As the day dawns on 4/20 and cannabis is celebrated the world round, take a moment to consider a moment captured 34 years ago.
It was the summer of 1988 and the cannabis growers of the Emerald Triangle had become attuned to the thwock-thwock of helicopters and growl of diesel engines that preceded raids conducted by armed agents. Dozens of armed men in tactical gear would chop down their plants. Their income would be reduced to compost in hours.
The Campaign Against Marijuana Program, a united effort between state, local, and federal law enforcement, was formalized in 1983 and dedicated to eradicating black-market cannabis.
An annual report from that year celebrated that after five years of work agents had conducted over 3,600 raids throughout the Golden State and destroyed “1,600 tons of marijuana worth over $1.9 billion”.
California Attorney General Van de Kemp is quoted in the report telling CAMP leaders at a conference that cannabis growers are now getting the message: “You can run, but you can’t hide.”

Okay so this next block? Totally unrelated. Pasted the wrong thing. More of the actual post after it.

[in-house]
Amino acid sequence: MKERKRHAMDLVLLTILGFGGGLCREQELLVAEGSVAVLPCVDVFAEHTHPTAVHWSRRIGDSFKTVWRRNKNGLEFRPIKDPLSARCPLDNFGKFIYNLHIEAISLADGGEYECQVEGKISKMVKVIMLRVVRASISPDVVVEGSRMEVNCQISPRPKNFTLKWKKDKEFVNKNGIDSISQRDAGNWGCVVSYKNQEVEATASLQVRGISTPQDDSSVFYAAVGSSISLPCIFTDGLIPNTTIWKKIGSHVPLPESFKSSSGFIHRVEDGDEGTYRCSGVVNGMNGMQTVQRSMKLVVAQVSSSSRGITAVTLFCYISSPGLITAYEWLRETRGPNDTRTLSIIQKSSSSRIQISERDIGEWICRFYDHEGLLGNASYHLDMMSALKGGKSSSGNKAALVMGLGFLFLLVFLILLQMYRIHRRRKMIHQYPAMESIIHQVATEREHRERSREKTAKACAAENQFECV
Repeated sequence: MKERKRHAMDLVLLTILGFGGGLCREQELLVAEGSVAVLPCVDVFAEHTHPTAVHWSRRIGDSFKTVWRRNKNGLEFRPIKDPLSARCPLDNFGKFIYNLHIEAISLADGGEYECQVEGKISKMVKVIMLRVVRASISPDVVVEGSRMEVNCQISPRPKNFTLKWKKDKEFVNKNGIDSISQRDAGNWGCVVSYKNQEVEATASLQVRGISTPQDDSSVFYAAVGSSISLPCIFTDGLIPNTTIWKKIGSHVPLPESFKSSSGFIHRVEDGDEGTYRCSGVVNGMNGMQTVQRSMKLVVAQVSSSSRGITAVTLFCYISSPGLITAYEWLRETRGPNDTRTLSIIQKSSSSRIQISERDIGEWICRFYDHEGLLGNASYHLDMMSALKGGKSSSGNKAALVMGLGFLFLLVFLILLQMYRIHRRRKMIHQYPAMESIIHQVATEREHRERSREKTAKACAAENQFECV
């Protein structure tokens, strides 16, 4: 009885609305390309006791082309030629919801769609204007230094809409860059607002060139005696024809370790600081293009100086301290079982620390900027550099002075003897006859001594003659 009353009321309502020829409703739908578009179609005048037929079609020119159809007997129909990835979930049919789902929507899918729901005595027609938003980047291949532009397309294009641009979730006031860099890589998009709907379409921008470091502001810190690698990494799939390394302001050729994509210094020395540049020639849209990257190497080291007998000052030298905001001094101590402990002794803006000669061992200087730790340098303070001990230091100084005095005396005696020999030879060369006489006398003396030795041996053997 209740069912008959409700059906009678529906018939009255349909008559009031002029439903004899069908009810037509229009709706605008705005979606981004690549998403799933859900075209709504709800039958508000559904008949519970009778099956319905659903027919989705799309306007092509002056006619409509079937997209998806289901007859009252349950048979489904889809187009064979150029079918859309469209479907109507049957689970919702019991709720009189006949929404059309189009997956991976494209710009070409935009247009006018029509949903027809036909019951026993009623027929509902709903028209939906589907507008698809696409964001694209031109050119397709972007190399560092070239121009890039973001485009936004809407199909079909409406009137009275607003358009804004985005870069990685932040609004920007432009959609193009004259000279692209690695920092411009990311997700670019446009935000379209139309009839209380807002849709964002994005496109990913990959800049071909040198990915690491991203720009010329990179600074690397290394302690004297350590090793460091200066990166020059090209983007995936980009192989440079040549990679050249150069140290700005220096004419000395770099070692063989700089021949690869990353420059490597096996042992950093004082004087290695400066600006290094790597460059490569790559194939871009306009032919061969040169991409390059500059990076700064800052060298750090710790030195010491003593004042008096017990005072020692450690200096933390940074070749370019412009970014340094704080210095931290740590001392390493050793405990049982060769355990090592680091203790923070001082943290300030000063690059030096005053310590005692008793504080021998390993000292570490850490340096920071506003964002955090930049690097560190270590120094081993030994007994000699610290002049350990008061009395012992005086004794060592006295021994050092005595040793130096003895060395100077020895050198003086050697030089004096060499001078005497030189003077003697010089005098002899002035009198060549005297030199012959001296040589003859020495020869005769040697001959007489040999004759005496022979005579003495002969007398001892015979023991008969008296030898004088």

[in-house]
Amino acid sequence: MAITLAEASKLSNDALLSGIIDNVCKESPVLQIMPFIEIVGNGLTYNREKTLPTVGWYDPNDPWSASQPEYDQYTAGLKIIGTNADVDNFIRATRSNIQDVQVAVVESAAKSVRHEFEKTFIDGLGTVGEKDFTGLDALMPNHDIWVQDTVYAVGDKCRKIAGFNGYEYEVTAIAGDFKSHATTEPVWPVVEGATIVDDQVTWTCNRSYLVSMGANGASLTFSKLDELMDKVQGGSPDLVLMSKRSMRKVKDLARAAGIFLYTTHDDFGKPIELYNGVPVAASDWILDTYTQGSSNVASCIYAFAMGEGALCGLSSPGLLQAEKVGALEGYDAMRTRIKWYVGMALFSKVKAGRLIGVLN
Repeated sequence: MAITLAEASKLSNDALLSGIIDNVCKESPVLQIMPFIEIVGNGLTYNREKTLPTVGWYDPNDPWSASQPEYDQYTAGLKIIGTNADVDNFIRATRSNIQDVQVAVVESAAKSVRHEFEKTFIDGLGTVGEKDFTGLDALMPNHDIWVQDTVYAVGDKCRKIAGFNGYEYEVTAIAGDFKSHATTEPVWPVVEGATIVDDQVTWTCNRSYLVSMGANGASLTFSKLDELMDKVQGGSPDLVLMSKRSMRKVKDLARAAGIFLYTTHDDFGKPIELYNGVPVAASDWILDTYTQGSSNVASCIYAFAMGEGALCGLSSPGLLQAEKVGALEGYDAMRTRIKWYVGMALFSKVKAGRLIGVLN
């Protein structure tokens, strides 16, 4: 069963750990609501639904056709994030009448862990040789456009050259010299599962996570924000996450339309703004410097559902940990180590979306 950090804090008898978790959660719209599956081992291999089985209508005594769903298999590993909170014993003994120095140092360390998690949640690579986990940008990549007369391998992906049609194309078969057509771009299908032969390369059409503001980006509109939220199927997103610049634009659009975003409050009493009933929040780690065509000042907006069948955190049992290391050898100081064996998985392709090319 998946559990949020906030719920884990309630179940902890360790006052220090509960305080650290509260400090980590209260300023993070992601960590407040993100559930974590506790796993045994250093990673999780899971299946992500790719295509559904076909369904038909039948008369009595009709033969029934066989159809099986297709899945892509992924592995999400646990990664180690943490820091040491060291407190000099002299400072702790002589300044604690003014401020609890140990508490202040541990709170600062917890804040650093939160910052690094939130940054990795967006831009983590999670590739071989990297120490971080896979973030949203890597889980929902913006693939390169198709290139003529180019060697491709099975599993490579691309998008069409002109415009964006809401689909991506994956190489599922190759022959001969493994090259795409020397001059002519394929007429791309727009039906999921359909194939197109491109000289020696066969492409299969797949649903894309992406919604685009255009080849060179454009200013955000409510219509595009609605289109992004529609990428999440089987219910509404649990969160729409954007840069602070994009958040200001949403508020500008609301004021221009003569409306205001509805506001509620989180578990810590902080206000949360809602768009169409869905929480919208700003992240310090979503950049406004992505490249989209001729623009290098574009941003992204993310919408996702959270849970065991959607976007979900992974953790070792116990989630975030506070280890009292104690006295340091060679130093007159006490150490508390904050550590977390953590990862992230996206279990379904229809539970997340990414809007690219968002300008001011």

Police militarization has come under the microscope in our era of accountability. An image from the 1988 report demonstrates CAMP had framed itself as soldiers fighting a war worth-fighting.
A scrum of uniformed men in the dry heat of NorCal summer stands atop a pile of cannabis, raising California’s Bear Republic flag above. Evoking the historic image of soldiers raising Old Glory on Iwo Jima, these CAMP agents framed a photo that communicated force, strength, and dominance.
Now, 34 years later, California is paying grants to cannabis growers that were once raided by CAMP. The Emerald Triangle’s growers are navigating a legal market governed by state actors while the old-timers acutely remember struggling to feed their families after CAMP paid them a visit.
We’ve come a long way since that time. As cannabis gains acceptance and legalization, the outlaw era could seem quaint and old-fashioned. Today, if you are celebrating cannabis, remember our community’s close connections to America’s War on Drugs.